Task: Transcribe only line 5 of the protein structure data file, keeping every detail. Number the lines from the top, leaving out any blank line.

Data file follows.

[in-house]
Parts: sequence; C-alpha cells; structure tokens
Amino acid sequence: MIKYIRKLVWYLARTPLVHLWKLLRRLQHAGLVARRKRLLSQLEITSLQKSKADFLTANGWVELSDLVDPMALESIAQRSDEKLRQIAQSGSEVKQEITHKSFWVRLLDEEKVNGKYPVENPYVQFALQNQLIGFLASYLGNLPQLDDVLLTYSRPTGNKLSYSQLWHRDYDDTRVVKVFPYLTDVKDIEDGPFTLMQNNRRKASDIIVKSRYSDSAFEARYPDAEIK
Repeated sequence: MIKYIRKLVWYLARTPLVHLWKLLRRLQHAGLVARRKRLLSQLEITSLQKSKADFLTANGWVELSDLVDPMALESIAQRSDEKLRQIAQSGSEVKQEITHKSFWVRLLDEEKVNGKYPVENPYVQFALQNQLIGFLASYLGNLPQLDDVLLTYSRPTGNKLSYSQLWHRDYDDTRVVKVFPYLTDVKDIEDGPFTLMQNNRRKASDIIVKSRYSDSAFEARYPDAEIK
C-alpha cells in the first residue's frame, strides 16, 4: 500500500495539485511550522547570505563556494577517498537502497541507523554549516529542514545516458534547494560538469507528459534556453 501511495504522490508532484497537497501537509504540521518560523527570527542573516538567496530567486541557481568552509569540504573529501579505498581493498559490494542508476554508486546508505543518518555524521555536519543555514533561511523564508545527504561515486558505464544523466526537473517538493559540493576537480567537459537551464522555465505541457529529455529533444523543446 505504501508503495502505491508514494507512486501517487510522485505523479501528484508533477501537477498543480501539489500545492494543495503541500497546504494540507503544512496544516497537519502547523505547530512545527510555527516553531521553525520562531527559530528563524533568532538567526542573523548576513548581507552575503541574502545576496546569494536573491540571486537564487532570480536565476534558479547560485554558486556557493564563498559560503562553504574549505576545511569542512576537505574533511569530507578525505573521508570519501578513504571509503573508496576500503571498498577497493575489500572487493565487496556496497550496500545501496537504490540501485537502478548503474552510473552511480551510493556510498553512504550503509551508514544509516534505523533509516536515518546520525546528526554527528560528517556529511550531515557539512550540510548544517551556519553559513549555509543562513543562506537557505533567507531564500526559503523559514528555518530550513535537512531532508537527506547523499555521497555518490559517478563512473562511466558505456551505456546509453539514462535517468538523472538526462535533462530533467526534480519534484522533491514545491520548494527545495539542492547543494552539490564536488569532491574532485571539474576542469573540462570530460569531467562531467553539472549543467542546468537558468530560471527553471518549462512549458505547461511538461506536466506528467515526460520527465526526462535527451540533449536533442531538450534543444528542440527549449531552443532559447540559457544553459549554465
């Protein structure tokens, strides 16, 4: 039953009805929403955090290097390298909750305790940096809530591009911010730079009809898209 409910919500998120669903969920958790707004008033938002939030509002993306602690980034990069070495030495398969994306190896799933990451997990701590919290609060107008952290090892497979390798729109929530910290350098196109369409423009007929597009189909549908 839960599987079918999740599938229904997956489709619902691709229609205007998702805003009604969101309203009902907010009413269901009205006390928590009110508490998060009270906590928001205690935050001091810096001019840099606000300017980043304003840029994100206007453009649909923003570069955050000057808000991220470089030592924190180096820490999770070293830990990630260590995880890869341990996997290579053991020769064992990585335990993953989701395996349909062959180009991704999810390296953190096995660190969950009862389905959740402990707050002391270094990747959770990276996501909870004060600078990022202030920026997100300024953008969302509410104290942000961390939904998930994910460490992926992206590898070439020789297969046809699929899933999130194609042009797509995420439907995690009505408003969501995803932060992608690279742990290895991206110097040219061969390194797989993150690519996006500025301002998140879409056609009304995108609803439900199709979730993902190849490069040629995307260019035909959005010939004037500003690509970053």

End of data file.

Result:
C-alpha cells in the first residue's frame, strides 16, 4: 500500500495539485511550522547570505563556494577517498537502497541507523554549516529542514545516458534547494560538469507528459534556453 501511495504522490508532484497537497501537509504540521518560523527570527542573516538567496530567486541557481568552509569540504573529501579505498581493498559490494542508476554508486546508505543518518555524521555536519543555514533561511523564508545527504561515486558505464544523466526537473517538493559540493576537480567537459537551464522555465505541457529529455529533444523543446 505504501508503495502505491508514494507512486501517487510522485505523479501528484508533477501537477498543480501539489500545492494543495503541500497546504494540507503544512496544516497537519502547523505547530512545527510555527516553531521553525520562531527559530528563524533568532538567526542573523548576513548581507552575503541574502545576496546569494536573491540571486537564487532570480536565476534558479547560485554558486556557493564563498559560503562553504574549505576545511569542512576537505574533511569530507578525505573521508570519501578513504571509503573508496576500503571498498577497493575489500572487493565487496556496497550496500545501496537504490540501485537502478548503474552510473552511480551510493556510498553512504550503509551508514544509516534505523533509516536515518546520525546528526554527528560528517556529511550531515557539512550540510548544517551556519553559513549555509543562513543562506537557505533567507531564500526559503523559514528555518530550513535537512531532508537527506547523499555521497555518490559517478563512473562511466558505456551505456546509453539514462535517468538523472538526462535533462530533467526534480519534484522533491514545491520548494527545495539542492547543494552539490564536488569532491574532485571539474576542469573540462570530460569531467562531467553539472549543467542546468537558468530560471527553471518549462512549458505547461511538461506536466506528467515526460520527465526526462535527451540533449536533442531538450534543444528542440527549449531552443532559447540559457544553459549554465